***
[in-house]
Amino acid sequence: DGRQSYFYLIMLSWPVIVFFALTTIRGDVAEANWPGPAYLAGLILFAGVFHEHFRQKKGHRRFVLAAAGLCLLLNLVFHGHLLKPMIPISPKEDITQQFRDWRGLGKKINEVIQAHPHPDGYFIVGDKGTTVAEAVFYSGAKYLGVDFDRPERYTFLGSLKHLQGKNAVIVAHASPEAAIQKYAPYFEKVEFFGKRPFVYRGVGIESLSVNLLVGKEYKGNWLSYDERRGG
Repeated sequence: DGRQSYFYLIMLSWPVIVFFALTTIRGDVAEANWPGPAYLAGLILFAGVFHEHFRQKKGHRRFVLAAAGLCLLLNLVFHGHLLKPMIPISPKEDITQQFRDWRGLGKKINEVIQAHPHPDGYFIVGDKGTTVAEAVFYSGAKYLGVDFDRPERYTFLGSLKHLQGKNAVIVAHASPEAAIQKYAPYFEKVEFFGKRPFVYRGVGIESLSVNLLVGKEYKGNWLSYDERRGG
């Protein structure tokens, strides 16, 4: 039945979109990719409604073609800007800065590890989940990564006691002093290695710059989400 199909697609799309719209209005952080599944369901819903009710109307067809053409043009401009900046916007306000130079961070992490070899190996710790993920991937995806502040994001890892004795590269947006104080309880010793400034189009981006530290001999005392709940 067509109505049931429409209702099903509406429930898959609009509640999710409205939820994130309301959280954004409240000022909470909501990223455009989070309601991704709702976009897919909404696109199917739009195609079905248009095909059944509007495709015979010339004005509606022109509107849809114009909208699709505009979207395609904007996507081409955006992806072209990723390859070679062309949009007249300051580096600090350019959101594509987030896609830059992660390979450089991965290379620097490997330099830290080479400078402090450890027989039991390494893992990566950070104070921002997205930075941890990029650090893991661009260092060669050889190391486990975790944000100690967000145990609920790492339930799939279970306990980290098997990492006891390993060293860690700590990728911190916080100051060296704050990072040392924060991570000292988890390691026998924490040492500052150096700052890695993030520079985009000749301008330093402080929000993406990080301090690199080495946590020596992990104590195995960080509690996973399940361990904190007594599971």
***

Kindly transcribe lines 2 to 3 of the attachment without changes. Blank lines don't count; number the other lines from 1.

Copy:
Amino acid sequence: DGRQSYFYLIMLSWPVIVFFALTTIRGDVAEANWPGPAYLAGLILFAGVFHEHFRQKKGHRRFVLAAAGLCLLLNLVFHGHLLKPMIPISPKEDITQQFRDWRGLGKKINEVIQAHPHPDGYFIVGDKGTTVAEAVFYSGAKYLGVDFDRPERYTFLGSLKHLQGKNAVIVAHASPEAAIQKYAPYFEKVEFFGKRPFVYRGVGIESLSVNLLVGKEYKGNWLSYDERRGG
Repeated sequence: DGRQSYFYLIMLSWPVIVFFALTTIRGDVAEANWPGPAYLAGLILFAGVFHEHFRQKKGHRRFVLAAAGLCLLLNLVFHGHLLKPMIPISPKEDITQQFRDWRGLGKKINEVIQAHPHPDGYFIVGDKGTTVAEAVFYSGAKYLGVDFDRPERYTFLGSLKHLQGKNAVIVAHASPEAAIQKYAPYFEKVEFFGKRPFVYRGVGIESLSVNLLVGKEYKGNWLSYDERRGG